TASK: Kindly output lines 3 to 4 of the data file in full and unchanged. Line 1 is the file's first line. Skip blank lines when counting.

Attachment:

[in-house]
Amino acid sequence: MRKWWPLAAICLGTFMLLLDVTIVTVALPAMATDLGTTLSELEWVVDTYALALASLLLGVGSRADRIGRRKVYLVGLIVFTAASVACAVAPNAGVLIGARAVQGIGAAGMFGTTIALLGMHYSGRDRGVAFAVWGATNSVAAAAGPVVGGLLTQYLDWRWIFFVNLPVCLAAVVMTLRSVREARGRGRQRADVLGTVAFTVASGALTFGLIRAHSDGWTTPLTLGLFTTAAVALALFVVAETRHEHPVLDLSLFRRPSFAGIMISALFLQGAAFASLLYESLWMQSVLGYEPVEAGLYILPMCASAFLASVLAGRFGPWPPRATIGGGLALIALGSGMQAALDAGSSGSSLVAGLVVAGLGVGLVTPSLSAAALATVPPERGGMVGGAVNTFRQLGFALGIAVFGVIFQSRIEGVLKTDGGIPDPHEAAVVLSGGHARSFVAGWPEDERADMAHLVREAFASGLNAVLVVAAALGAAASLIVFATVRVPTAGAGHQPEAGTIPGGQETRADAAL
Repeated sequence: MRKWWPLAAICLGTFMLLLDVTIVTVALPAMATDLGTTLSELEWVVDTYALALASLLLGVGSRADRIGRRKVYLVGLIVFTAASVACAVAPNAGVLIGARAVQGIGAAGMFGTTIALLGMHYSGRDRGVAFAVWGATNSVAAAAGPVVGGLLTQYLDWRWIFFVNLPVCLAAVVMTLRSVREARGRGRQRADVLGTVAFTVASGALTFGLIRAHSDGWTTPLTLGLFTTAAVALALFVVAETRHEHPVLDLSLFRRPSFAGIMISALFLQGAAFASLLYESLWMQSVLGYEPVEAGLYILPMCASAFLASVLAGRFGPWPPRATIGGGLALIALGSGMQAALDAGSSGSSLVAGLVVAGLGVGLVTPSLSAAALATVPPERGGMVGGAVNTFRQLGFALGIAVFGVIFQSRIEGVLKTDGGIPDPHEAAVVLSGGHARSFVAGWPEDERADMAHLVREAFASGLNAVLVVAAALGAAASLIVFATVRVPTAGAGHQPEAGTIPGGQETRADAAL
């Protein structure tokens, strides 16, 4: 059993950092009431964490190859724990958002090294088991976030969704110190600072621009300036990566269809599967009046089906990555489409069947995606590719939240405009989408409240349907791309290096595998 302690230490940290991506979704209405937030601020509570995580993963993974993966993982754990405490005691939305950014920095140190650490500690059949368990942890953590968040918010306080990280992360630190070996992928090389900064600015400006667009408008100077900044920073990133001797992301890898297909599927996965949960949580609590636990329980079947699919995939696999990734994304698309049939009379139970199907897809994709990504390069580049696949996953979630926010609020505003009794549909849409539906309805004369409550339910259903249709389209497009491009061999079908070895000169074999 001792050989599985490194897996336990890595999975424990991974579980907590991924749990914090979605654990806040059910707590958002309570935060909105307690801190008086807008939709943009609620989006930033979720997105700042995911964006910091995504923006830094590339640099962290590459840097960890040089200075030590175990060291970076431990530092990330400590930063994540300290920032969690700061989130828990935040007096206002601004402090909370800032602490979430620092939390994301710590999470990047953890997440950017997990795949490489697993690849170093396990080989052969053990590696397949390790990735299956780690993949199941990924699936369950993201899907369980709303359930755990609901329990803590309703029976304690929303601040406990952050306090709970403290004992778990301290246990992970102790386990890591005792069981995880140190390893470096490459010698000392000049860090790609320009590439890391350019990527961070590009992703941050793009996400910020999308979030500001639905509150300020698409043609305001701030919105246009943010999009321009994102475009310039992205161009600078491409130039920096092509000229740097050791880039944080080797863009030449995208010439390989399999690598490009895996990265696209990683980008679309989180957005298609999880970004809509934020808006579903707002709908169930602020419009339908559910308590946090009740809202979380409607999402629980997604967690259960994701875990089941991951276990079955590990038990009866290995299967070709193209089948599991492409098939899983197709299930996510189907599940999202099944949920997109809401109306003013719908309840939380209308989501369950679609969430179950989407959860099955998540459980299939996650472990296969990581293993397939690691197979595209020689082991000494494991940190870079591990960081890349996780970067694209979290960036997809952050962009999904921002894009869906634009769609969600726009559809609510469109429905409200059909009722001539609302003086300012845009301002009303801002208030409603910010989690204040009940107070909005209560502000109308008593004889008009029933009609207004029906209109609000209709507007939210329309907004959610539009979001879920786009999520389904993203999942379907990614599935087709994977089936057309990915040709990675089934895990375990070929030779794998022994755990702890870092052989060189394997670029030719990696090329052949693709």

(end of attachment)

Repeated sequence: MRKWWPLAAICLGTFMLLLDVTIVTVALPAMATDLGTTLSELEWVVDTYALALASLLLGVGSRADRIGRRKVYLVGLIVFTAASVACAVAPNAGVLIGARAVQGIGAAGMFGTTIALLGMHYSGRDRGVAFAVWGATNSVAAAAGPVVGGLLTQYLDWRWIFFVNLPVCLAAVVMTLRSVREARGRGRQRADVLGTVAFTVASGALTFGLIRAHSDGWTTPLTLGLFTTAAVALALFVVAETRHEHPVLDLSLFRRPSFAGIMISALFLQGAAFASLLYESLWMQSVLGYEPVEAGLYILPMCASAFLASVLAGRFGPWPPRATIGGGLALIALGSGMQAALDAGSSGSSLVAGLVVAGLGVGLVTPSLSAAALATVPPERGGMVGGAVNTFRQLGFALGIAVFGVIFQSRIEGVLKTDGGIPDPHEAAVVLSGGHARSFVAGWPEDERADMAHLVREAFASGLNAVLVVAAALGAAASLIVFATVRVPTAGAGHQPEAGTIPGGQETRADAAL
């Protein structure tokens, strides 16, 4: 059993950092009431964490190859724990958002090294088991976030969704110190600072621009300036990566269809599967009046089906990555489409069947995606590719939240405009989408409240349907791309290096595998 302690230490940290991506979704209405937030601020509570995580993963993974993966993982754990405490005691939305950014920095140190650490500690059949368990942890953590968040918010306080990280992360630190070996992928090389900064600015400006667009408008100077900044920073990133001797992301890898297909599927996965949960949580609590636990329980079947699919995939696999990734994304698309049939009379139970199907897809994709990504390069580049696949996953979630926010609020505003009794549909849409539906309805004369409550339910259903249709389209497009491009061999079908070895000169074999 001792050989599985490194897996336990890595999975424990991974579980907590991924749990914090979605654990806040059910707590958002309570935060909105307690801190008086807008939709943009609620989006930033979720997105700042995911964006910091995504923006830094590339640099962290590459840097960890040089200075030590175990060291970076431990530092990330400590930063994540300290920032969690700061989130828990935040007096206002601004402090909370800032602490979430620092939390994301710590999470990047953890997440950017997990795949490489697993690849170093396990080989052969053990590696397949390790990735299956780690993949199941990924699936369950993201899907369980709303359930755990609901329990803590309703029976304690929303601040406990952050306090709970403290004992778990301290246990992970102790386990890591005792069981995880140190390893470096490459010698000392000049860090790609320009590439890391350019990527961070590009992703941050793009996400910020999308979030500001639905509150300020698409043609305001701030919105246009943010999009321009994102475009310039992205161009600078491409130039920096092509000229740097050791880039944080080797863009030449995208010439390989399999690598490009895996990265696209990683980008679309989180957005298609999880970004809509934020808006579903707002709908169930602020419009339908559910308590946090009740809202979380409607999402629980997604967690259960994701875990089941991951276990079955590990038990009866290995299967070709193209089948599991492409098939899983197709299930996510189907599940999202099944949920997109809401109306003013719908309840939380209308989501369950679609969430179950989407959860099955998540459980299939996650472990296969990581293993397939690691197979595209020689082991000494494991940190870079591990960081890349996780970067694209979290960036997809952050962009999904921002894009869906634009769609969600726009559809609510469109429905409200059909009722001539609302003086300012845009301002009303801002208030409603910010989690204040009940107070909005209560502000109308008593004889008009029933009609207004029906209109609000209709507007939210329309907004959610539009979001879920786009999520389904993203999942379907990614599935087709994977089936057309990915040709990675089934895990375990070929030779794998022994755990702890870092052989060189394997670029030719990696090329052949693709």